February 17th, 2012
09:52 AM ET
3 years ago

Friess apologizes for birth control comment

(CNN) – Rick Santorum backer Foster Friess apologized Friday for a now-viral comment he made Thursday about contraception.

"After listening to the segment ... I can understand how I confused people with the way I worded the joke and their taking offense is very understandable," Friess wrote in a blog post. "To all those who took my joke as modern day approach I deeply apologize and seek your forgiveness."

Follow the Ticker on Twitter: @PoliticalTicker

His apology came after Republican presidential candidate Santorum distanced himself from the statement and women's advocacy groups criticized the billionaire mutual fund manager.

Friess joked Thursday that women used Bayer aspirin as birth control "back in (his) days."

"The gals put it between their knees, and it wasn't that costly," he said on MSNBC.

Later Thursday Friess, who has donated hundreds of thousands of dollars to a pro-Santroum super PAC, said it was a joke and suggesting aspirin as a form of contraception "is pretty ridiculous and quite funny."

Santorum said Friday he is not responsible for comments from a donor and accused the media of "gotcha politics."

"It was a bad joke, it was a stupid joke. It's not reflective of me or my record on this issue," Santorum said on CBS "This Morning." "This is the same gotcha politics that you get from the media and I'm just not going to play that game."

The former Pennsylvania senator's comments followed statements from Planned Parenthood and the National Organization for Women.

Planned Parenthood President Cecile Richards called birth control "basic health care," adding it is "not something to belittle on national TV."

And while Santorum called it "bad joke," he also said questioning over the issue represents a double standard from the media.

"With President Obama what you did was you went out and defended him against someone who he sat in a church for for 20 years and defended him that oh, he can't possibly believe what he listened to for 20 years," Santorum said referencing the controversial comments from Obama's former Rev. Jeremiah Wright. "It's a double standard, it's what you're pulling off and I'm going to call you on it."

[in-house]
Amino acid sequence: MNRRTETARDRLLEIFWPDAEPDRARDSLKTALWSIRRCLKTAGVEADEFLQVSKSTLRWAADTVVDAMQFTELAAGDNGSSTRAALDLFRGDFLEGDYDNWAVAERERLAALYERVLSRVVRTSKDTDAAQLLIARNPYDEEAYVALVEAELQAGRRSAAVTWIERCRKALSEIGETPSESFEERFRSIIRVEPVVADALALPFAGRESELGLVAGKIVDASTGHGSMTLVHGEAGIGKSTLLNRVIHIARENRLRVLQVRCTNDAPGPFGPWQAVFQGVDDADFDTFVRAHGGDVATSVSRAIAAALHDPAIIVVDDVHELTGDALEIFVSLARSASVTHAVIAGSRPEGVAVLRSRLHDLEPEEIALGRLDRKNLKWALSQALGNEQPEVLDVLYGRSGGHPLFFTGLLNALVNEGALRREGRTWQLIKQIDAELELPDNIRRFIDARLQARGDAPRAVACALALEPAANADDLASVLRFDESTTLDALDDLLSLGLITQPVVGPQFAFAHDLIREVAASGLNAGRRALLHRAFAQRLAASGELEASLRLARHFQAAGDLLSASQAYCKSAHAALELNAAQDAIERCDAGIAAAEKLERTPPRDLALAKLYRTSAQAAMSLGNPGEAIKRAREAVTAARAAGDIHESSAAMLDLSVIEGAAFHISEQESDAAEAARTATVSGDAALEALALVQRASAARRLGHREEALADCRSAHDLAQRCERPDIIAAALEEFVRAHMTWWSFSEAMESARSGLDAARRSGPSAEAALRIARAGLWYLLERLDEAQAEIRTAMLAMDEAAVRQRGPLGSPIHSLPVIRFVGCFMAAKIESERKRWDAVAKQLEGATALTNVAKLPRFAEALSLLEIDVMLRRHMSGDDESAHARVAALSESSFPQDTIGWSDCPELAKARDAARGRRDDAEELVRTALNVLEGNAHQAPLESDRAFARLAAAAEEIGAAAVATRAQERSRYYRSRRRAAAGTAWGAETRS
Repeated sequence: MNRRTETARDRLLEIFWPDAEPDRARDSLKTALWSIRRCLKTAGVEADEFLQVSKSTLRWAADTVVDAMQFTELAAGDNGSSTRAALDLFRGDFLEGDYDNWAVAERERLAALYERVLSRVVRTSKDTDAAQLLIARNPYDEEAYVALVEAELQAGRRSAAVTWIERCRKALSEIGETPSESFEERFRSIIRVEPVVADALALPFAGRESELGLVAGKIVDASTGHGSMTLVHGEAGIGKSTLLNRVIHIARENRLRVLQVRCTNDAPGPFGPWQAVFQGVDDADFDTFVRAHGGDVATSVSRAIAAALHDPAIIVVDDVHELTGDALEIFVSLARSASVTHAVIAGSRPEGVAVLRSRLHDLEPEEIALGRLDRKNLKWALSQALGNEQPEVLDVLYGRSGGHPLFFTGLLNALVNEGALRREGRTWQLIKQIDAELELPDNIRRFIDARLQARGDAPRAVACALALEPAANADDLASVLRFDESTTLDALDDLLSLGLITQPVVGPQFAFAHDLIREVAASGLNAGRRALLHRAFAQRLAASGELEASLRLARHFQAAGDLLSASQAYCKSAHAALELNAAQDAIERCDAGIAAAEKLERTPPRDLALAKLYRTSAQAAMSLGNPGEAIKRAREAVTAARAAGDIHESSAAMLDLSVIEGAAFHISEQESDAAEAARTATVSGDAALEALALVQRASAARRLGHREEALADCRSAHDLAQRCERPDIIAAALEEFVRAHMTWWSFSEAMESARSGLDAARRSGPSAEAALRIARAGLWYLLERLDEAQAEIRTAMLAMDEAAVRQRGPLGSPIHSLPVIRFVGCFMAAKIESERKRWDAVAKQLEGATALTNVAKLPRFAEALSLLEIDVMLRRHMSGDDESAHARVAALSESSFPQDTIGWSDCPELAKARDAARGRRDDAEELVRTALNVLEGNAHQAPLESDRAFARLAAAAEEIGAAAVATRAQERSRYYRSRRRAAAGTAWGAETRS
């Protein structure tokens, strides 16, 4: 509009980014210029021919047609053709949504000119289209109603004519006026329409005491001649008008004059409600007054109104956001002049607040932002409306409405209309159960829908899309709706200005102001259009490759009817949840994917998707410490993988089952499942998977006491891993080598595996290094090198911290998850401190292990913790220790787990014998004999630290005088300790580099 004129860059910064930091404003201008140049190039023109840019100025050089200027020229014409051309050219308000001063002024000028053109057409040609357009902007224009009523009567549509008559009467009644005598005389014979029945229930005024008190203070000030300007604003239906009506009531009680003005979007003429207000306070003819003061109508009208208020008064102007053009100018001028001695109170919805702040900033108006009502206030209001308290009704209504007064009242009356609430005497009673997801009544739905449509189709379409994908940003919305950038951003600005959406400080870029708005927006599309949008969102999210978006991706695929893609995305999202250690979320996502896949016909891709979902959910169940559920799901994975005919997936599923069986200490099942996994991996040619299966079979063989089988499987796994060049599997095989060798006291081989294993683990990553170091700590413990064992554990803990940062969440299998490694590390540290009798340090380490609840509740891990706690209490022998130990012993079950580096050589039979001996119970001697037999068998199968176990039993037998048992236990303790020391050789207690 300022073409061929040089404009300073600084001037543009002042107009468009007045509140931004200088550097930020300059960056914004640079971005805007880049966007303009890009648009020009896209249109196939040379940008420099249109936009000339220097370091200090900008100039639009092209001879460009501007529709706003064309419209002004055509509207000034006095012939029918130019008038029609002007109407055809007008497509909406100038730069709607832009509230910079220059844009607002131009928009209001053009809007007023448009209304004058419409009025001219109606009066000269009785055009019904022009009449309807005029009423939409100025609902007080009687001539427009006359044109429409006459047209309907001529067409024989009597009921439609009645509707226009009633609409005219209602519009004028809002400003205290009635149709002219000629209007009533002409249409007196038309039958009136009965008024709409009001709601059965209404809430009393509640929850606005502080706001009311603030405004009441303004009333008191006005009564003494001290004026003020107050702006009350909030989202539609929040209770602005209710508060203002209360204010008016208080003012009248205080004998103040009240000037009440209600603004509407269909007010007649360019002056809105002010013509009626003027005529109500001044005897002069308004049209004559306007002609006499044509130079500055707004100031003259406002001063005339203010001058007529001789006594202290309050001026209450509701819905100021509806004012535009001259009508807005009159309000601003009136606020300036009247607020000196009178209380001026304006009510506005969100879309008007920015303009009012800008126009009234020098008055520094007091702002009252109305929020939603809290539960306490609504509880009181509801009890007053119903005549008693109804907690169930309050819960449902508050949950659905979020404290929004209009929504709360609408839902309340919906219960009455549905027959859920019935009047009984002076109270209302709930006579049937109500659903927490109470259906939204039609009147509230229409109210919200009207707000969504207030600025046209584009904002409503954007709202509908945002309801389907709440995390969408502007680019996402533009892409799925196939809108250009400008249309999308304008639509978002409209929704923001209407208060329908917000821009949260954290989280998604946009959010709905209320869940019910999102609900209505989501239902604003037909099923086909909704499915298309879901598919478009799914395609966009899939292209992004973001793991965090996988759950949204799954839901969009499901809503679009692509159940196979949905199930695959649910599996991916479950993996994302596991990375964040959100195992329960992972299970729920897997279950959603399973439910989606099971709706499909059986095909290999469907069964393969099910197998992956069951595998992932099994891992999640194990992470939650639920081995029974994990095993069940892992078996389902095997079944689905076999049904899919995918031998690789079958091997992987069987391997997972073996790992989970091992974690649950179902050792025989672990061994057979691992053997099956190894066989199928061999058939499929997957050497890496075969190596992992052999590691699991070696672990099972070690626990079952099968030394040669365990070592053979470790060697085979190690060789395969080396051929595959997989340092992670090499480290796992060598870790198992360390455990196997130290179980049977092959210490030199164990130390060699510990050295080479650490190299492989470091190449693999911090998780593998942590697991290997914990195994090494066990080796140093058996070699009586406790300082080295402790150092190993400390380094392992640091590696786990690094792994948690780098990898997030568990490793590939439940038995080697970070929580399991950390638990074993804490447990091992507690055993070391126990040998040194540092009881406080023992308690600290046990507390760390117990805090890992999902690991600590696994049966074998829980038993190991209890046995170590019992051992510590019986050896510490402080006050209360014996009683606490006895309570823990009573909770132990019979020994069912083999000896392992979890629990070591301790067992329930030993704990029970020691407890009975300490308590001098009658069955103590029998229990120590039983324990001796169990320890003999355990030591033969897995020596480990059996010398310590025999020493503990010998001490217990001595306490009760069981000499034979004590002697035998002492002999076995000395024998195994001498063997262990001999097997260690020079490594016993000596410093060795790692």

Filed under: 2012 • Health care • Rick Santorum
soundoff (595 Responses)
  1. Florida Dude

    I saw the clip and was trying my best to find the joke of it all. Men speaking about womens issues is a joke.

    February 17, 2012 09:58 am at 9:58 am |
  2. Joel

    Is it 1970 already?

    February 17, 2012 09:58 am at 9:58 am |
  3. sara

    It's obviously "back in the day" it didn't work...look at him.

    February 17, 2012 09:58 am at 9:58 am |
  4. rs

    He may have apologized, but let's be honest- this is how Republicans feel about women, birth control and the abortion issue.
    In other words, combining Santorum's and Romney's stances on this with the GOP's desire to do away with the Voting Rights Act; their hatred for the poor and working classes; fear spreading around Hispanics; and their lunacy around Obama being born in Africa, I think we get a pretty good idea of who the GOP wants to rule for: Old, rich white men.

    February 17, 2012 09:59 am at 9:59 am |
  5. AL in West Palm Beach

    Santorum,

    Beating a dead horse, will not make it gallop into the sunset.

    February 17, 2012 10:00 am at 10:00 am |
  6. joke?

    It was just a joke. An older lady (motherly figure to my wife) gave us a bottle of aspirin and said, put one between your legs. As she cackled, so did I. This man is sharing the same back in the day joke. Oh no, women are going to stop using birth control or try to use aspirin! Idiots...

    February 17, 2012 10:00 am at 10:00 am |
  7. mbER

    Please, please, please GOP, start up the culture war again. Music to a progressive's ears.

    February 17, 2012 10:01 am at 10:01 am |
  8. Dominican mama 4 Obama

    Yeah the media so defended President Obama vis-a-vis Rev.(choke) Wright's comments that the man had to give a nationally televised speech to squash the subject.

    Inr egards to your billionaire friend, I did'nt find it funny BUT I also took it for what it was an unsuccessful attempt at humor. I find it quite interesting, Sanatorium, that you've taken great steps to distance yourself from this silly comment yet allowed soemone in your audience to depict our President as a Muslim terrorist without a peep of contradiction from you.

    Shut up. Sit down.
    Obama 2012.

    February 17, 2012 10:03 am at 10:03 am |
  9. AutobotsVSDecepticons

    So... Am I to understand from Santorum's defence that his spiritual advisor is a billionaire mutual fund manager?